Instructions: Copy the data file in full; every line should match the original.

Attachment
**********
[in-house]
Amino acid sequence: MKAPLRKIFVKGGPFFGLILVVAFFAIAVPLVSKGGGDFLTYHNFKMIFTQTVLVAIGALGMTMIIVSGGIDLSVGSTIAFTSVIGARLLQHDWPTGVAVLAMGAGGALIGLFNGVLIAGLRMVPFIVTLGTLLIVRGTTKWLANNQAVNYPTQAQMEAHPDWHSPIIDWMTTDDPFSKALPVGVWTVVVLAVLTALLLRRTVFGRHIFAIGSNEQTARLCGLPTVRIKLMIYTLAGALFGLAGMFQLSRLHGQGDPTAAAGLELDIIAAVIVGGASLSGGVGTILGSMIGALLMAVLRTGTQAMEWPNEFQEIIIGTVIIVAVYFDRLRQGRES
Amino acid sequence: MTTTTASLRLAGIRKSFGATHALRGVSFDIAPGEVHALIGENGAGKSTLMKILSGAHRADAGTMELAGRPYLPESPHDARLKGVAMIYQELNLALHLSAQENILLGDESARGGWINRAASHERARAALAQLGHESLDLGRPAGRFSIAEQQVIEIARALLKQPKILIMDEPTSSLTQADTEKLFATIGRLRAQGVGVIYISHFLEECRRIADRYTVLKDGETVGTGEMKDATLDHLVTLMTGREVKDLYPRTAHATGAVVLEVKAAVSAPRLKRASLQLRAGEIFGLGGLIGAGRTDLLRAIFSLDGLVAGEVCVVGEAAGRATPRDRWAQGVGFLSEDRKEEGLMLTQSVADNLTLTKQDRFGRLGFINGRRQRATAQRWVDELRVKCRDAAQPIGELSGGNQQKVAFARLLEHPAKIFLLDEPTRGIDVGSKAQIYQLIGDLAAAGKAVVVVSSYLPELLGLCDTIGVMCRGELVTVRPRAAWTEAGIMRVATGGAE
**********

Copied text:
[in-house]
Amino acid sequence: MKAPLRKIFVKGGPFFGLILVVAFFAIAVPLVSKGGGDFLTYHNFKMIFTQTVLVAIGALGMTMIIVSGGIDLSVGSTIAFTSVIGARLLQHDWPTGVAVLAMGAGGALIGLFNGVLIAGLRMVPFIVTLGTLLIVRGTTKWLANNQAVNYPTQAQMEAHPDWHSPIIDWMTTDDPFSKALPVGVWTVVVLAVLTALLLRRTVFGRHIFAIGSNEQTARLCGLPTVRIKLMIYTLAGALFGLAGMFQLSRLHGQGDPTAAAGLELDIIAAVIVGGASLSGGVGTILGSMIGALLMAVLRTGTQAMEWPNEFQEIIIGTVIIVAVYFDRLRQGRES
Amino acid sequence: MTTTTASLRLAGIRKSFGATHALRGVSFDIAPGEVHALIGENGAGKSTLMKILSGAHRADAGTMELAGRPYLPESPHDARLKGVAMIYQELNLALHLSAQENILLGDESARGGWINRAASHERARAALAQLGHESLDLGRPAGRFSIAEQQVIEIARALLKQPKILIMDEPTSSLTQADTEKLFATIGRLRAQGVGVIYISHFLEECRRIADRYTVLKDGETVGTGEMKDATLDHLVTLMTGREVKDLYPRTAHATGAVVLEVKAAVSAPRLKRASLQLRAGEIFGLGGLIGAGRTDLLRAIFSLDGLVAGEVCVVGEAAGRATPRDRWAQGVGFLSEDRKEEGLMLTQSVADNLTLTKQDRFGRLGFINGRRQRATAQRWVDELRVKCRDAAQPIGELSGGNQQKVAFARLLEHPAKIFLLDEPTRGIDVGSKAQIYQLIGDLAAAGKAVVVVSSYLPELLGLCDTIGVMCRGELVTVRPRAAWTEAGIMRVATGGAE